Farrow: Clinton staff raised concerns over Weinstein reporting

Farrow: Clinton staff raised concerns over Weinstein reporting
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Ronan Farrow said in a new interview that former Secretary of State Hillary ClintonHillary Diane Rodham Clinton3 ways government can help clean up Twitter Intelligence Democrat: Stop using 'quid pro quo' to describe Trump allegations The Memo: Bloomberg's 2020 moves draw ire from Democrats MORE attempted to withdraw from an interview with the Pulitzer Prize-winning investigative journalist and that her staff raised concerns around his reporting of sexual misconduct allegations surrounding disgraced Hollywood mogul and Clinton donor Harvey Weinstein.

"She attempted to withdraw from an interview that she had committed to for a foreign policy book that I was working on, for which I interviewed every other living secretary of State," Farrow told "Special Report" anchor Bret Baier on Fox News late Wednesday. "And, before doing so, her staff raised concerns about the fact that I was working on this story about one of her most significant donors — a big bundler of Hollywood money."

Farrow worked under Clinton, the 2016 Democratic presidential nominee, during her tenure as secretary of State in the Obama administration.

"Like everything else in the book, Bret, this is handled in a very measured way," the 31-year-old added.

Farrow joined Baier to promote "Catch and Kill," currently the best-selling book in the country, which details multiple sexual misconduct allegations against Weinstein, as well as former "Today" host Matt LauerMatthew (Matt) Todd LauerCBS employee fired for allegedly leaking Robach hot mic clip denies she leaked the tape Megyn Kelly teases interview with woman reportedly fired after leak of hot mic Epstein video Tyler Perry Studios named site of next Democratic debate MORE.

Farrow won a Pulitzer in 2018 for his reporting on allegations of sexual misconduct and rape against Weinstein. He originally had conducted his investigation for NBC News, but he says he was forced to take the story to The New Yorker after the network said his reporting hadn't passed its editorial standards.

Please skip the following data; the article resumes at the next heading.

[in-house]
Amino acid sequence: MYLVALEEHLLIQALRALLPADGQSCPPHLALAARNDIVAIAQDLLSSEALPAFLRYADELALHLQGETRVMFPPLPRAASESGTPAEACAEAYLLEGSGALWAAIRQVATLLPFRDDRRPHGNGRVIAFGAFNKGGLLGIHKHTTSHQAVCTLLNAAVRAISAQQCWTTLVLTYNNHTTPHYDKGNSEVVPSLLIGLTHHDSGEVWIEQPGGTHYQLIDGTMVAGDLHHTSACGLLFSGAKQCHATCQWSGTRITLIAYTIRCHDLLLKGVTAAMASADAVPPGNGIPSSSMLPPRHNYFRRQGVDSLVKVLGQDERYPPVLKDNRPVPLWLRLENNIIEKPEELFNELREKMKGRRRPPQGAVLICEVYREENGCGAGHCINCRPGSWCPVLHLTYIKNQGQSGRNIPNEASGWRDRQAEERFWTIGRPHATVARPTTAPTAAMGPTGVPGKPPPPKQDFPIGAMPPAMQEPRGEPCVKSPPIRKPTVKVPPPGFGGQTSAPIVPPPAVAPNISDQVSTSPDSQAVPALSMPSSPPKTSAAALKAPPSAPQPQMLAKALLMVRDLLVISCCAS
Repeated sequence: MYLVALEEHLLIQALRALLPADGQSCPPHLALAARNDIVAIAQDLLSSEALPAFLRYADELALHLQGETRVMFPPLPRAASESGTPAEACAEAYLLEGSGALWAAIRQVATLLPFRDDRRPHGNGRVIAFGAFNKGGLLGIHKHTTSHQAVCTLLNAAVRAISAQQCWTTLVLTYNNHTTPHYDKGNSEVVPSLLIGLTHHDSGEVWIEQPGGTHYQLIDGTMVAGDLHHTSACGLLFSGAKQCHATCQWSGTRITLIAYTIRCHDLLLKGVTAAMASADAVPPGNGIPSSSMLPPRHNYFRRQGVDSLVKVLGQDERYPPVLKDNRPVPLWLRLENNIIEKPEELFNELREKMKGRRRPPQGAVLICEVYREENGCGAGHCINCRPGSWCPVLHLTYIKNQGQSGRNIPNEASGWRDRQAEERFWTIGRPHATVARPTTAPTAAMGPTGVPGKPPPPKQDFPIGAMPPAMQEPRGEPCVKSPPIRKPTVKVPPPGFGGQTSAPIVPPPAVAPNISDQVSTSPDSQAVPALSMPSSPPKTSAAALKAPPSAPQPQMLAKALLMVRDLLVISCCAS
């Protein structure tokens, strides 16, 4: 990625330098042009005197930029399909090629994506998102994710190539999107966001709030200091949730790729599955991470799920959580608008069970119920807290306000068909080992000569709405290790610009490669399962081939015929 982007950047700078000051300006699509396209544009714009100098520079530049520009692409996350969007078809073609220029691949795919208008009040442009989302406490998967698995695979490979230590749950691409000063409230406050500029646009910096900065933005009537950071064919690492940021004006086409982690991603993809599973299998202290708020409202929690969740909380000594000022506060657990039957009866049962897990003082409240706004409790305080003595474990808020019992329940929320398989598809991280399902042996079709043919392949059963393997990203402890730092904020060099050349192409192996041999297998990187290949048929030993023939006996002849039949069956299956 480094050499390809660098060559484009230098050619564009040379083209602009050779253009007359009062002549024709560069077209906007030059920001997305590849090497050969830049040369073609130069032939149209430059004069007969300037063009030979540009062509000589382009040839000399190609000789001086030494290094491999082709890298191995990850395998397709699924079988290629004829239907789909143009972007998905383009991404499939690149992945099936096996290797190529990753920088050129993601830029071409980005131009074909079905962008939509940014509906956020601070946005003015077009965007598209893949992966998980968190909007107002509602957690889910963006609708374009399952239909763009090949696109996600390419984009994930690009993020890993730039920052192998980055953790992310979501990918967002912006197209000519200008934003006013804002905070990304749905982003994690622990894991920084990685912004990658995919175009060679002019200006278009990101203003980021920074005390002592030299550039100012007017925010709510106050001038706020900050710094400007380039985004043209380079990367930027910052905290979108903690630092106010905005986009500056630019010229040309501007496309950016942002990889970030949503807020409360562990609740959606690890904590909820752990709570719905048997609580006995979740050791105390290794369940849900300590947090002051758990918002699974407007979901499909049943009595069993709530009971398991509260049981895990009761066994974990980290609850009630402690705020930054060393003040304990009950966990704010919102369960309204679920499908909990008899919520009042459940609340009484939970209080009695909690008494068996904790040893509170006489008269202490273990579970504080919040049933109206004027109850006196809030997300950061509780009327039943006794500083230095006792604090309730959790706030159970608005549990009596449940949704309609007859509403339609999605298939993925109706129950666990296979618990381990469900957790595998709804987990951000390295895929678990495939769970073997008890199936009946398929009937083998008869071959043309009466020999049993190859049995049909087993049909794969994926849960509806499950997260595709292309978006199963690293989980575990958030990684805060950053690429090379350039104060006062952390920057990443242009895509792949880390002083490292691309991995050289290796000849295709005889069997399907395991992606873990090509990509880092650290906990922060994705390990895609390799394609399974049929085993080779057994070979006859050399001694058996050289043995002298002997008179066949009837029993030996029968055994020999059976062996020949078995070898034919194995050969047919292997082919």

"We had a recorded admission of guilt from Harvey Weinstein secured during a police sting operation," Farrow says. "There have been mischaracterizations and downplayings of what we had."

NBC News Chairman Andrew Lack has pushed back at Farrow's assertion on how the story was handled.

“NBC News assigned the Harvey Weinstein story to Ronan, we completely supported it over many months with resources — both financial and editorial,” Lack wrote in the memo to staff last week.

“After seven months, without one victim or witness on the record, he simply didn’t have a story that met our standard for broadcast nor that of any major news organization," Lack wrote.

"Not willing to accept that standard and not wanting to get beaten by the New York Times, he asked to take his story to an outlet he claimed was ready to publish right away. Reluctantly, we allowed him to go ahead. Fifty-three days later, and five days after the New York Times did indeed break the story, he published an article at the New Yorker that bore little resemblance to the reporting he had while at NBC News,” he adds.

Baier asked Farrow on Wednesday night if he felt "demoralized" after NBC killed the story.

"The fundamental fact here is that I took reporting that this network had looked at — and you can read the book for yourself and see whether you agree with their judgment that it shouldn’t have aired — and took it across the street to The New Yorker," he told Baier.

"And in just a matter of weeks, it became a Pulitzer Prize-winning, significant body of reporting. And I owe that to the bravery of sources, I owe it to incredible editors there, and I think that it tells an important story about the circles of mutual protection and power in our business — in the media, and the need to hold ourselves accountable."